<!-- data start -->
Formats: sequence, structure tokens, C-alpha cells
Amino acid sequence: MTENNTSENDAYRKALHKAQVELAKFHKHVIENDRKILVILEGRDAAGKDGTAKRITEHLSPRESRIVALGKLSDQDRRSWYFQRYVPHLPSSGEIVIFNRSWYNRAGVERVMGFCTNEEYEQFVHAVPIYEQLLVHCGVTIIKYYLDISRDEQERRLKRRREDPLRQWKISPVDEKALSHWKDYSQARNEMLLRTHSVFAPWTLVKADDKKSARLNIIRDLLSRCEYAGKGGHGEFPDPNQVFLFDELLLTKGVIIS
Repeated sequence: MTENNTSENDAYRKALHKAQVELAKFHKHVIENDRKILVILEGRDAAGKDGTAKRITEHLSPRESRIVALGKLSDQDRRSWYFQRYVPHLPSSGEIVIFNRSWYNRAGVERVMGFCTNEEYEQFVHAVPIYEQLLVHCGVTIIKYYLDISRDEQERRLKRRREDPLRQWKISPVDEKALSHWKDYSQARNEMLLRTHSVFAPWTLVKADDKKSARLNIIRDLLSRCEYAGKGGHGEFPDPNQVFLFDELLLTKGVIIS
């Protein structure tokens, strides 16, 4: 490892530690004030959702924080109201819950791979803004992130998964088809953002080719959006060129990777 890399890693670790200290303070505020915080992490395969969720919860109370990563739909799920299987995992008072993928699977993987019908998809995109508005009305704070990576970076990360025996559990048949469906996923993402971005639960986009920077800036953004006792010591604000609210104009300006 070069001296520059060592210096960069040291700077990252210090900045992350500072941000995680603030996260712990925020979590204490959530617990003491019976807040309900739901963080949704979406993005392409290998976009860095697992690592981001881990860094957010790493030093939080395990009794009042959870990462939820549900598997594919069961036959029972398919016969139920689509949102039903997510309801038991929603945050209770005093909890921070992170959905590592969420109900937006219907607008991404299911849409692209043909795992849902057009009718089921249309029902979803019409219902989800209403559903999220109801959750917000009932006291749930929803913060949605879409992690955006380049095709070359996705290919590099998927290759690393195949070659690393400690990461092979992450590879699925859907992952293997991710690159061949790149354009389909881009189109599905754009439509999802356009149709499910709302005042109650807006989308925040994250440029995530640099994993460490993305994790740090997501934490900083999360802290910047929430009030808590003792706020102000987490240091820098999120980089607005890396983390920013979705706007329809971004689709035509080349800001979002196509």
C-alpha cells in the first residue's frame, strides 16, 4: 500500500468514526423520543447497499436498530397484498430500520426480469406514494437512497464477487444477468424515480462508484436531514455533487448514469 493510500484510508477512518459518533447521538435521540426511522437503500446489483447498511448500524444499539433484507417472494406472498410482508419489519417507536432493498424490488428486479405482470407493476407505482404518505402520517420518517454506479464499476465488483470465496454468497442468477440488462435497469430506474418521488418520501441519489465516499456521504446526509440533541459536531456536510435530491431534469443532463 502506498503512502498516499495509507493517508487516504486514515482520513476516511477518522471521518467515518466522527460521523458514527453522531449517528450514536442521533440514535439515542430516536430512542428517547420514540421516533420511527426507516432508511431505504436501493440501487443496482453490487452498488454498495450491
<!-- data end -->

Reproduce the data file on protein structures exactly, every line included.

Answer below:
Formats: sequence, structure tokens, C-alpha cells
Amino acid sequence: MTENNTSENDAYRKALHKAQVELAKFHKHVIENDRKILVILEGRDAAGKDGTAKRITEHLSPRESRIVALGKLSDQDRRSWYFQRYVPHLPSSGEIVIFNRSWYNRAGVERVMGFCTNEEYEQFVHAVPIYEQLLVHCGVTIIKYYLDISRDEQERRLKRRREDPLRQWKISPVDEKALSHWKDYSQARNEMLLRTHSVFAPWTLVKADDKKSARLNIIRDLLSRCEYAGKGGHGEFPDPNQVFLFDELLLTKGVIIS
Repeated sequence: MTENNTSENDAYRKALHKAQVELAKFHKHVIENDRKILVILEGRDAAGKDGTAKRITEHLSPRESRIVALGKLSDQDRRSWYFQRYVPHLPSSGEIVIFNRSWYNRAGVERVMGFCTNEEYEQFVHAVPIYEQLLVHCGVTIIKYYLDISRDEQERRLKRRREDPLRQWKISPVDEKALSHWKDYSQARNEMLLRTHSVFAPWTLVKADDKKSARLNIIRDLLSRCEYAGKGGHGEFPDPNQVFLFDELLLTKGVIIS
């Protein structure tokens, strides 16, 4: 490892530690004030959702924080109201819950791979803004992130998964088809953002080719959006060129990777 890399890693670790200290303070505020915080992490395969969720919860109370990563739909799920299987995992008072993928699977993987019908998809995109508005009305704070990576970076990360025996559990048949469906996923993402971005639960986009920077800036953004006792010591604000609210104009300006 070069001296520059060592210096960069040291700077990252210090900045992350500072941000995680603030996260712990925020979590204490959530617990003491019976807040309900739901963080949704979406993005392409290998976009860095697992690592981001881990860094957010790493030093939080395990009794009042959870990462939820549900598997594919069961036959029972398919016969139920689509949102039903997510309801038991929603945050209770005093909890921070992170959905590592969420109900937006219907607008991404299911849409692209043909795992849902057009009718089921249309029902979803019409219902989800209403559903999220109801959750917000009932006291749930929803913060949605879409992690955006380049095709070359996705290919590099998927290759690393195949070659690393400690990461092979992450590879699925859907992952293997991710690159061949790149354009389909881009189109599905754009439509999802356009149709499910709302005042109650807006989308925040994250440029995530640099994993460490993305994790740090997501934490900083999360802290910047929430009030808590003792706020102000987490240091820098999120980089607005890396983390920013979705706007329809971004689709035509080349800001979002196509």
C-alpha cells in the first residue's frame, strides 16, 4: 500500500468514526423520543447497499436498530397484498430500520426480469406514494437512497464477487444477468424515480462508484436531514455533487448514469 493510500484510508477512518459518533447521538435521540426511522437503500446489483447498511448500524444499539433484507417472494406472498410482508419489519417507536432493498424490488428486479405482470407493476407505482404518505402520517420518517454506479464499476465488483470465496454468497442468477440488462435497469430506474418521488418520501441519489465516499456521504446526509440533541459536531456536510435530491431534469443532463 502506498503512502498516499495509507493517508487516504486514515482520513476516511477518522471521518467515518466522527460521523458514527453522531449517528450514536442521533440514535439515542430516536430512542428517547420514540421516533420511527426507516432508511431505504436501493440501487443496482453490487452498488454498495450491